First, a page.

Consider these two unrelated news items. HP discovers it has a dysfunctional board that leaks sensitive information. The company asks an independent security firm to find the source. The firm engages in an ethically dubious and often illegal practice called 'pretexting' (acquiring personal details such as credit card or social security numbers without the owner's knowledge) to obtain the phone records of board members and journalists.
A board member finds out, goes public, and, after a lengthy and very public investigation, HP's chairwoman is forced to resign. She and several others are now subjects of a federal investigation.
The world's tallest building, Burj Dubai, is being erected in Dubai and is being developed by Emaar Properties. There are currently more than 2,500 workers at the site and soon they will number 5,000. Many are 'guest labourers' and there has been significant controversy about their living conditions.
When asked about this, an official from Emaar said the company works closely with a contractor to ensure they meet appropriate standards. However, he added, it is the contractor "who employs the workers and it's his responsibility to provide them with accommodation and pay salaries on time". Is it really?
These incidents illustrate a problem facing corporate reputations the world over. Whether they accept it or not, modern companies are considered responsible for the actions of their suppliers and are increasingly held accountable. But their ability to cope with this responsibility is tested daily; wishful thinking, naivety, and even standards of legal practice can all lead to good intentions going awry.
The majority of companies intend to operate at the highest standards of integrity. Most have strong ethical guidelines for themselves and their suppliers. Many of these are written into contracts. Yet this seemingly iron-clad process continues to go wrong.
Michael Josephson, president of the Joseph and Edna Josephson Institute of Ethics, believes that a major reason is a reliance on written standards of conduct rather than a focus on the conduct itself. He finds written standards alone "are almost always consistently ineffectual. Standards of conduct are there to protect you legally, and almost never control behaviour unless they are quite specific and are enforced."
So where can the right moral compass to lead, guide and protect a company's reputation be found? Above all, a strong and clearly understood ethical conscience needs to exist across the entire organisation, from top to bottom. Senior management must continually set this standard and act in a manner consistent not only with policies and practices, but also according to a strong personal value system.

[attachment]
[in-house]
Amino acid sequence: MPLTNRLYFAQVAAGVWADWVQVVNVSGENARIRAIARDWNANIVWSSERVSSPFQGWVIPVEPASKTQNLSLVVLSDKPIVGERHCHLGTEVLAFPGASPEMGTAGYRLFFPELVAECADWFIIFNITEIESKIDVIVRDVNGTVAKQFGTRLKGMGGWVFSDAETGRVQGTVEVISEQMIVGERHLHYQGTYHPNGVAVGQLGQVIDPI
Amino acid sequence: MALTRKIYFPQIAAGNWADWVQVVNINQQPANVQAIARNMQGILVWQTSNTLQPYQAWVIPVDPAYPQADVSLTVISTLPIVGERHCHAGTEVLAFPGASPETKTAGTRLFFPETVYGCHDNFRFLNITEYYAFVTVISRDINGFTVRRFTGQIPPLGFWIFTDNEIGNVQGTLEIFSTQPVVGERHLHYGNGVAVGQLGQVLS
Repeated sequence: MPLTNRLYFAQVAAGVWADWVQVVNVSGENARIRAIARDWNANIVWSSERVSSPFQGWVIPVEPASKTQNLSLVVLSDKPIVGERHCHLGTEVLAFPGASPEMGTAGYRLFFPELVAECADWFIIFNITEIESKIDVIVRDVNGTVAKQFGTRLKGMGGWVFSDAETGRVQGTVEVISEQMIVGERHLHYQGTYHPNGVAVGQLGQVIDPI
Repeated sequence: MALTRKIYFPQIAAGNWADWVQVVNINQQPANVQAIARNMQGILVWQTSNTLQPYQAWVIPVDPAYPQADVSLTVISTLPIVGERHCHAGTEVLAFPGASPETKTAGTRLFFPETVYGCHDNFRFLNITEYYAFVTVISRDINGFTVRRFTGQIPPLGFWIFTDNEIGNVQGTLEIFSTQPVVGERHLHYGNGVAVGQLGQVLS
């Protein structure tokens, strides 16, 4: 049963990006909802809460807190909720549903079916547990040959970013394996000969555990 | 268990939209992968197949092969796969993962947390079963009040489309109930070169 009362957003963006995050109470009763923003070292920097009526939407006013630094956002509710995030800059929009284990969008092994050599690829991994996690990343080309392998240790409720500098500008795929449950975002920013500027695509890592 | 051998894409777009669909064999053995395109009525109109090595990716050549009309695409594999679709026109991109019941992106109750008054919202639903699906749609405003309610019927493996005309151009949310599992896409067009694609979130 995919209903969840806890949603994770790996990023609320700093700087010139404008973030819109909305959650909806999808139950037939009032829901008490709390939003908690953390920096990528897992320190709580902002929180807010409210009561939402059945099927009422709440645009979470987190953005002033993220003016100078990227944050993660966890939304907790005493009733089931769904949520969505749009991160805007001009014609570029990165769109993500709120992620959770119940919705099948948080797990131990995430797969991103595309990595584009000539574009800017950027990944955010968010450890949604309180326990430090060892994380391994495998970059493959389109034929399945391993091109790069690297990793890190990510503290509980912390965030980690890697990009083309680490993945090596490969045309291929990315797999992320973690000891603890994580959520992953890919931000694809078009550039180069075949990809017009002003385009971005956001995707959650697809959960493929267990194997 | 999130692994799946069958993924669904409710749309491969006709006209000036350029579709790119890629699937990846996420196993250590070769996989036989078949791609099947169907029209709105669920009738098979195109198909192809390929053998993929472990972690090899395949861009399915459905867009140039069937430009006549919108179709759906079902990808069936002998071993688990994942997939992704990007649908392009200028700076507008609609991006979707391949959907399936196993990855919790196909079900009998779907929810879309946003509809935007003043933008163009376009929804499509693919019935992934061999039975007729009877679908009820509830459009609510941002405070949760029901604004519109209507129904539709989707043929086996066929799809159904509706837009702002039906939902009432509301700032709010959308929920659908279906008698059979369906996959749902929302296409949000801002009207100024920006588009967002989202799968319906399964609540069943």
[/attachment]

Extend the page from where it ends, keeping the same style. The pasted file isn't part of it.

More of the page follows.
Employees should be required to do the same. And each needs to be able to challenge the other without fear of the consequences. It seems so simple, but not all companies subscribe to this level of open communication and transparency.
Self-reporting is one of the best ways of ensuring that you and your suppliers engage in actions that truly reflect the behaviours your ethics promise. It helps you to scour your world for adherence in the same way that a successful consumer company continually mystery shops itself. It puts into place consistent measurement and communication that lets constituencies know what standards you expect, how you will maintain performance and that you will point out ineffective action when you find it.
"Increased transparency equals increased credibility," says Kirk Stewart, executive vice-president for communications firm Apco Worldwide. "Self-reporting takes away the 'gotcha' factor that companies suffer from with conduct issues."
Stewart was the head of Nike's communications at a time when the company was questioned about the labour practices of its manufacturing suppliers. He says these questionable practices spurred Nike into action. Management was personally involved, expectations were made known in an emphatic way and self-reporting was not only instituted but formalised with regular and public reporting procedures. Out of this, Stewart says, arose another valuable lesson: "Rarely are the consequences of transparency nearly as dire as management may initially want to believe."
According to Josephson, there are two things a company must do. First, prioritise the risk. "There are some relationships that carry more risk than others," he says. "The higher the risk, the higher your vigilance must be."
Second, when you do mess up, you need to consider your immediate actions. "Look at how you operate when things go wrong. If you look accountable, responsible and handle the problem with diligence, that's all anybody can expect."
Tom Kowaleski is head of communications consultancy actk2. He was vice-president of global communications at General Motors before retiring in March 2006.